Ogayay in Pig Latin, the word yoga has Indo-European roots. Many yogis learn that the word yoga is translated from the Sanskrit word yuj or yug, which means “to yoke.” But did you know it has its root word in common with other words like: jugular, conjugal and zygote? These are all derived from yug as well.
So yug means “to yoke.” And then Yug became jugum (yoke) in Latin, and, because the collarbone is shaped like a small yoke, people started referring to it as the jugulum. So there ya go, we can now ask students to !
Eventually the term jugulum came to denote an area near the collarbone — the throat. So when 16th-century doctors needed a name for the large vein that runs through the throat, they went for the jugular.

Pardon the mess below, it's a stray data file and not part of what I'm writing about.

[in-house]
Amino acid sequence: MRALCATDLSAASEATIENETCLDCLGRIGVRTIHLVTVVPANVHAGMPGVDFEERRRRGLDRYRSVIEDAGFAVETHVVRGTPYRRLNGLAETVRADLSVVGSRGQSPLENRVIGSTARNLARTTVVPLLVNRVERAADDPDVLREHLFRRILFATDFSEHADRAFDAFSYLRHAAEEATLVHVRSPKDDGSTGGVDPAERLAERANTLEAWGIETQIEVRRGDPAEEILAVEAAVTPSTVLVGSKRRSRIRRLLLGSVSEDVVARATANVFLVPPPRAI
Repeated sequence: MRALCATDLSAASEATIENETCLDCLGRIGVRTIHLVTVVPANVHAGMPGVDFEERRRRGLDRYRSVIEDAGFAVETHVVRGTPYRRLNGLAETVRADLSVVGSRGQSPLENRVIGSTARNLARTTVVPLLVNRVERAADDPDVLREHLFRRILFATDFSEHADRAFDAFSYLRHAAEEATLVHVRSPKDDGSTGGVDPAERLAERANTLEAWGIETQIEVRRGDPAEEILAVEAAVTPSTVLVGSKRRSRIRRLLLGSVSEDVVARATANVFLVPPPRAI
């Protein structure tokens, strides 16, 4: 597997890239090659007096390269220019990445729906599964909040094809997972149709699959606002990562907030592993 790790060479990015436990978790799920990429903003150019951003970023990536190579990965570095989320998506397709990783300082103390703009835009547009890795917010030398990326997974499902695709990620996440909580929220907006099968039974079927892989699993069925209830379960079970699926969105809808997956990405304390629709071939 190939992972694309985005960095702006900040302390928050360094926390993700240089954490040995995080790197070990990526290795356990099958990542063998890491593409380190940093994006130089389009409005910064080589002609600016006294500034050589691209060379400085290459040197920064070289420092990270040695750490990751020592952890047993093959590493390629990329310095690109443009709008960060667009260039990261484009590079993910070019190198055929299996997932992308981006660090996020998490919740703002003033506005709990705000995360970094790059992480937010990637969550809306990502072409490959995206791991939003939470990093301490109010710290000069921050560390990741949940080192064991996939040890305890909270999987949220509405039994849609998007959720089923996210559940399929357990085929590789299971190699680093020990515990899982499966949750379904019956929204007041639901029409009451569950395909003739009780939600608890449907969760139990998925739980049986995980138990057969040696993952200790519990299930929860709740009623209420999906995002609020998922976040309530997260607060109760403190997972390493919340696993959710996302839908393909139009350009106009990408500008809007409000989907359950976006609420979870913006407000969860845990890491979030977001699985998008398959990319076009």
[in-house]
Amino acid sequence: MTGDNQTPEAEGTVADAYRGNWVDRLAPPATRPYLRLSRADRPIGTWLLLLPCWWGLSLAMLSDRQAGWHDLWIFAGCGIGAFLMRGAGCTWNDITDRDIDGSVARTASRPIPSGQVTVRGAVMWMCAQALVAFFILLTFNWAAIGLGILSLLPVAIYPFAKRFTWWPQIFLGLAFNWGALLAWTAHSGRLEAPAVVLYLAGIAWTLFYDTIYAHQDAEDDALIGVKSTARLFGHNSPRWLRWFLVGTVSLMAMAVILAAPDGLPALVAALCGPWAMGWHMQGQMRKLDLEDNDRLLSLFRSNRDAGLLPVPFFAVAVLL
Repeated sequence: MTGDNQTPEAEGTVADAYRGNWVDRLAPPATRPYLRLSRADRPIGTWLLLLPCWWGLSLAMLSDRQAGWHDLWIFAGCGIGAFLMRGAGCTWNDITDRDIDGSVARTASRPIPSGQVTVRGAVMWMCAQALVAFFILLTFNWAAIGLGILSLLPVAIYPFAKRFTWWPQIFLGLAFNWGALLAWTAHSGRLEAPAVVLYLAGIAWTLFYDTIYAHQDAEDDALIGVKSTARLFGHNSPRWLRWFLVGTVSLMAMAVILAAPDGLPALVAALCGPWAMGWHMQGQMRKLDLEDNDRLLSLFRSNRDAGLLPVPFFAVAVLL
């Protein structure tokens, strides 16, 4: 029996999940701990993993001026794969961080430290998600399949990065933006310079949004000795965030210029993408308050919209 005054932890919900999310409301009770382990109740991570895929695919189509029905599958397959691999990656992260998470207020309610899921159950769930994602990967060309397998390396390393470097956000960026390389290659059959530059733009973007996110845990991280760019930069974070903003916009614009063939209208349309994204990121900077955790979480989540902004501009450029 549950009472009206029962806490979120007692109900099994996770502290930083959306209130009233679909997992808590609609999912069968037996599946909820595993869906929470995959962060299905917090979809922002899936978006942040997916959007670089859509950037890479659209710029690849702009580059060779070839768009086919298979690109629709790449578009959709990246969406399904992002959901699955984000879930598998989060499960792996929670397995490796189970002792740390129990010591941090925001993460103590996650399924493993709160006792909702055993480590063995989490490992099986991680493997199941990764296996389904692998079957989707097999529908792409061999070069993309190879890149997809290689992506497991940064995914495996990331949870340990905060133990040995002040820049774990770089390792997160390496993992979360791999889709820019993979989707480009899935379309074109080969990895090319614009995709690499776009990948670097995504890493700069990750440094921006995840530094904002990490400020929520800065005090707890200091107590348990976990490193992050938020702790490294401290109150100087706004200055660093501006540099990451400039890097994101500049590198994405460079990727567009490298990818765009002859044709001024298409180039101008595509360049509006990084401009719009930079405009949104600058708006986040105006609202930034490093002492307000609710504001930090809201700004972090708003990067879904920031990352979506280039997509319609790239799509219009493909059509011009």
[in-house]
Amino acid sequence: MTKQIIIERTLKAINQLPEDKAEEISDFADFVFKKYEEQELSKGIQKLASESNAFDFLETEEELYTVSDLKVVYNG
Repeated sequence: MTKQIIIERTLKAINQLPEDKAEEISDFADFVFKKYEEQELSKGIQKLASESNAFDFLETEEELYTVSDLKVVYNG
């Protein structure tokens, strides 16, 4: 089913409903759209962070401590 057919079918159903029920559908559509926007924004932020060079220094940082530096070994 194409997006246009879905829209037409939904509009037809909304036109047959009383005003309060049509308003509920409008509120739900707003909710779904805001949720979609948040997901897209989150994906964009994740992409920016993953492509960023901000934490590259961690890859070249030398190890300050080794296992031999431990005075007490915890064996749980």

Another Latin derivative of jugum — conjugalis — came to mean “yoked” or “joined together.” And if you don’t think conjugalis is the root of our English word conjugal, meaning “related to marriage,” the yoke’s on you.
Yug also inspired the word zygon, the Greek word for “yoke.” From zygon, English derived zygote, a cell formed by the joining of two gametes.
How about that? Even the word yoga means more to me every day. If you’d like to yoke and broaden across your jugulums with a community of humans at a former Girl Scout Camp in the Shawnee National Forest near St. Louis, check out Manifest Station: Music & Yoga Festival May 3-5. It’s a family and pet friendly, all inclusive yoga retreat that includes over 30 movement & yoga classes, live entertainment nightly, and five plant-based meals starting at $108 per person.